Show that: \[1*3+2*3^{2}+...+n3^{n} =\frac{ (2n-1)3^{n+1}+1 }{ 4 }\] for every number n where \[n \in \mathbb{N}, \mathbb{N}>0\] If you try the induction formula with n=2,3 it get's wrong so is it the right conclution to just say that it isn't correct for all positive n ?

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Show that: \[1*3+2*3^{2}+...+n3^{n} =\frac{ (2n-1)3^{n+1}+1 }{ 4 }\] for every number n where \[n \in \mathbb{N}, \mathbb{N}>0\] If you try the induction formula with n=2,3 it get's wrong so is it the right conclution to just say that it isn't correct for all positive n ?

Mathematics
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PMI will do it..)
p(1) = 3 p(k) = \[\frac{ (2k-1)3^{k+1} +1}{ 4 }\]
We shuld Prove p(k+1) = \[\frac{ (2(k+1)-1)3^{k+1+1} +1}{ 4 }\]

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What about p(2) it equals \[\frac{ 41 }{ 2 }\] but 2*3^2 = 18,
So the left expression and the right doesn'r give the same value, doesn't that mean that the right expression is wrong for the left serie?
You just gave a counterexample @frx
You are right @frx The expressions aren't equal.
p(2)=18 n.3^n = 18
I think it is meant to be \[\frac{(2n-1)3^{n+1}+3}{4}\]
I wonder if that works
You're right, now wonder it's didn't make any sense, it's +3 not +1
Yep it looks like it does :) I got this to work for n=1,n=2 and n=3 :)
I would do it both ways for your teacher. Like you can do it the way the teacher put it and this way also. It will be fun. Counterexample for the +1 and a proof for the +3
Well I don't know why but i don't get it right anyways. I get n=2 to be 21
http://www.wolframalpha.com/input/?i=%28%282n-1%293^%28n%2B1%29%2B3%29%2F4%2C+n%3D2
Right! And then the other side is 1*3^1+2*3^2=3+2(9)+3+18=21
Oh! of course, my bad didn't add the first 3 on the left side
So know I use induction to prove it, by setting n=k and n=k+1 right?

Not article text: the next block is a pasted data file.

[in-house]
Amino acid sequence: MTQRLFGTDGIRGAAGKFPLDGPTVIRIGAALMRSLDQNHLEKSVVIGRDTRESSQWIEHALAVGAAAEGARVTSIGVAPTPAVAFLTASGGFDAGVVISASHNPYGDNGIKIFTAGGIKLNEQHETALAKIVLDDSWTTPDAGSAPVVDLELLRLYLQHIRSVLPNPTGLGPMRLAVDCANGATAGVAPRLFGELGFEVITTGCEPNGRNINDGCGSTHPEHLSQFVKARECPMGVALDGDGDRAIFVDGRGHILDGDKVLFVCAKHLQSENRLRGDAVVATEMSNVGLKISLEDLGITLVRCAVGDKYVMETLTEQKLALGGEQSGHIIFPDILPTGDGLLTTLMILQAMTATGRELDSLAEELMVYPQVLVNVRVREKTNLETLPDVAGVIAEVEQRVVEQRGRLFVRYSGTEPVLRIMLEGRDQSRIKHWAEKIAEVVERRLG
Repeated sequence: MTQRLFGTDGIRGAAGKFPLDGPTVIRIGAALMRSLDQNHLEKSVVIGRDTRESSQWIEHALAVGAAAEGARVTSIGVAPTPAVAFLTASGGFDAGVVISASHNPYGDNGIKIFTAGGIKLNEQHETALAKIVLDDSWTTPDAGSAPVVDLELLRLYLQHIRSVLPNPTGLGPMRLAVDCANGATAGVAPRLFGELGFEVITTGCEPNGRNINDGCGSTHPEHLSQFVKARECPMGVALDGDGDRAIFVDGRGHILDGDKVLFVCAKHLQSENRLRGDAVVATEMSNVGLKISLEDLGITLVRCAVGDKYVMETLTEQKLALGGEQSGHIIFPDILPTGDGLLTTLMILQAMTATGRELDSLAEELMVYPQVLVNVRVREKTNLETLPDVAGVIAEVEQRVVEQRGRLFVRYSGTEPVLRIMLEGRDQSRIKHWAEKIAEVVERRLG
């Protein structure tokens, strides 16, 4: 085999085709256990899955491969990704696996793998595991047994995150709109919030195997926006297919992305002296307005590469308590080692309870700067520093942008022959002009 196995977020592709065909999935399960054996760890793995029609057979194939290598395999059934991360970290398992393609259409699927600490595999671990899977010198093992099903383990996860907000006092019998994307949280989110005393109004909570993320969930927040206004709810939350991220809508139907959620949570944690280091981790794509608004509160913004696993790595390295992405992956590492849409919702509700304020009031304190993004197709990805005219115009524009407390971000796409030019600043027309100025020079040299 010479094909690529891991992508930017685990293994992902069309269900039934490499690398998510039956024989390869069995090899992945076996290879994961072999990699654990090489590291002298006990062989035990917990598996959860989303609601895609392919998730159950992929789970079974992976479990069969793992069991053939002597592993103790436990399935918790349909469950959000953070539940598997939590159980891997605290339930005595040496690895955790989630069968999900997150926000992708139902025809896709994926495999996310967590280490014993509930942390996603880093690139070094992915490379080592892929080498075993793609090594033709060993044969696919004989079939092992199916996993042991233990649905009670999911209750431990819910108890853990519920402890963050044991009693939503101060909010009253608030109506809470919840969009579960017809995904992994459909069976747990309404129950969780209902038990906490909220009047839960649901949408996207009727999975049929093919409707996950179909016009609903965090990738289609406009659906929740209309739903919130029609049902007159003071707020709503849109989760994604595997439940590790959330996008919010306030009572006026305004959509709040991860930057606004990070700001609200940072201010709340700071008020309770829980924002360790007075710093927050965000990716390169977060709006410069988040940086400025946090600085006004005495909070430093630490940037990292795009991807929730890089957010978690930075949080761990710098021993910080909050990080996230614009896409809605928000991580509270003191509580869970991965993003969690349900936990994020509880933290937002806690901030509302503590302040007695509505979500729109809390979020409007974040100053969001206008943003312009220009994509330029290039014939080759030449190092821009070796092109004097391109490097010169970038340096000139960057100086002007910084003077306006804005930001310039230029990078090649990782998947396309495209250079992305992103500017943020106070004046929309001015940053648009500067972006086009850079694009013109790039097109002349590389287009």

Yep assume for some integer k>=1 that the equation holds. Then you must show that your equation holds for k+1 :)
\[\sum_{a=1}^{k} a3^{a} = \frac{ (2k-1)3^{(k+1)}+3 }{4 }\] \[\sum_{a=1}^{k+1} a3^{a} = \frac{ (2k+1)3^{(k+2)}+3 }{4 }\]
Ok. and you used the other side to get that also?
I'm not really familiar with the sum induction i don't really know how to prove it
We get to assume: \[1 \cdot 3 +2 \cdot 3^2+ \cdots + k \cdot 3^k=\frac{(2k-1)3^{k+1}+3}{4}\] Now if we had (looking at the left side of your equation) \[1 \cdot 3 +2 \cdot 3^2+ \cdots + k \cdot 3^k+(k+1) \cdot 3^{k+1}\] By induction we can say this following thing in brackets is equal to? \[[1 \cdot 3 +2 \cdot 3^2+ \cdots + k \cdot 3^k]+(k+1) \cdot 3^{k+1}\]
Remember what we get to assume about that thing in brackets (I wrote it as the first thing in that post just above ^)
\[\frac{(2k-1)3^{k+1}+3}{4}+(k+1) \cdot 3^{k+1}\] Now all you have to do is do a little algebra to show this is equal to the right hand side of equation where you have: \[\frac{(2[k+1]-1)3^{[k+1]+1}+1}{4}\]
Ohh! Now the coin fell down! I see now that it proves it for all positive integers, awesome
Really, thank you so much!
By the way, is this the way to treat all induction problems?
I think I will say yes. There is different kinds of induction though I think.
Right, I've used another type of induction in analysis, but it's the way to deal with sum induction atleast
Yep :)
So my guess is that you are taking discrete math and cal 1 at the same time.
Actually i'm taking a course just called algebra and one analysis, but i'm in school i Sweden so the US conterpart i guess is called that :)
Ok. Well good luck with all your stuff. I hope you do well. :)
Thank you, and ones more thank you for your help :)
np/

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